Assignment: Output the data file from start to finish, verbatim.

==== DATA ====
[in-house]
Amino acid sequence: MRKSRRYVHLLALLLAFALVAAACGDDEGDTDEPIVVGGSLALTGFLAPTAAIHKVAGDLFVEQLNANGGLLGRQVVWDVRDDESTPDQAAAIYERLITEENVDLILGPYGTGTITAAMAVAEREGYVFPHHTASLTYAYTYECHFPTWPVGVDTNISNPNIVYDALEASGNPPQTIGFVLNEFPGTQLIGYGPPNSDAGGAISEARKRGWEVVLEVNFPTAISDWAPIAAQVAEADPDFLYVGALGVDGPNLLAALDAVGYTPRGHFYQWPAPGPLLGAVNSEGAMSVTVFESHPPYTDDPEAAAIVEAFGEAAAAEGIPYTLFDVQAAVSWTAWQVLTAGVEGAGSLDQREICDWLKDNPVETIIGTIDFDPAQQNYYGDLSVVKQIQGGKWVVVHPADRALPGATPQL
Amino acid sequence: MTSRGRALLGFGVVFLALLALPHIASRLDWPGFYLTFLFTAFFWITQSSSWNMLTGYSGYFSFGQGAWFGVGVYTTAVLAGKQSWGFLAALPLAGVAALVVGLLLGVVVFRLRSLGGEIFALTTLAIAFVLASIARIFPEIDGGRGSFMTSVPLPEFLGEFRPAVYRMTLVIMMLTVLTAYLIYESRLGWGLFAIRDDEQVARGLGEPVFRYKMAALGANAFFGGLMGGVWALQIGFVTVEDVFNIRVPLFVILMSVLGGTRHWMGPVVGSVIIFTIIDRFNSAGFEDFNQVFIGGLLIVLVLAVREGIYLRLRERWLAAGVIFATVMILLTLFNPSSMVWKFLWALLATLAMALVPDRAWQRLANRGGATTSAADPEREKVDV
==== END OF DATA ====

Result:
[in-house]
Amino acid sequence: MRKSRRYVHLLALLLAFALVAAACGDDEGDTDEPIVVGGSLALTGFLAPTAAIHKVAGDLFVEQLNANGGLLGRQVVWDVRDDESTPDQAAAIYERLITEENVDLILGPYGTGTITAAMAVAEREGYVFPHHTASLTYAYTYECHFPTWPVGVDTNISNPNIVYDALEASGNPPQTIGFVLNEFPGTQLIGYGPPNSDAGGAISEARKRGWEVVLEVNFPTAISDWAPIAAQVAEADPDFLYVGALGVDGPNLLAALDAVGYTPRGHFYQWPAPGPLLGAVNSEGAMSVTVFESHPPYTDDPEAAAIVEAFGEAAAAEGIPYTLFDVQAAVSWTAWQVLTAGVEGAGSLDQREICDWLKDNPVETIIGTIDFDPAQQNYYGDLSVVKQIQGGKWVVVHPADRALPGATPQL
Amino acid sequence: MTSRGRALLGFGVVFLALLALPHIASRLDWPGFYLTFLFTAFFWITQSSSWNMLTGYSGYFSFGQGAWFGVGVYTTAVLAGKQSWGFLAALPLAGVAALVVGLLLGVVVFRLRSLGGEIFALTTLAIAFVLASIARIFPEIDGGRGSFMTSVPLPEFLGEFRPAVYRMTLVIMMLTVLTAYLIYESRLGWGLFAIRDDEQVARGLGEPVFRYKMAALGANAFFGGLMGGVWALQIGFVTVEDVFNIRVPLFVILMSVLGGTRHWMGPVVGSVIIFTIIDRFNSAGFEDFNQVFIGGLLIVLVLAVREGIYLRLRERWLAAGVIFATVMILLTLFNPSSMVWKFLWALLATLAMALVPDRAWQRLANRGGATTSAADPEREKVDV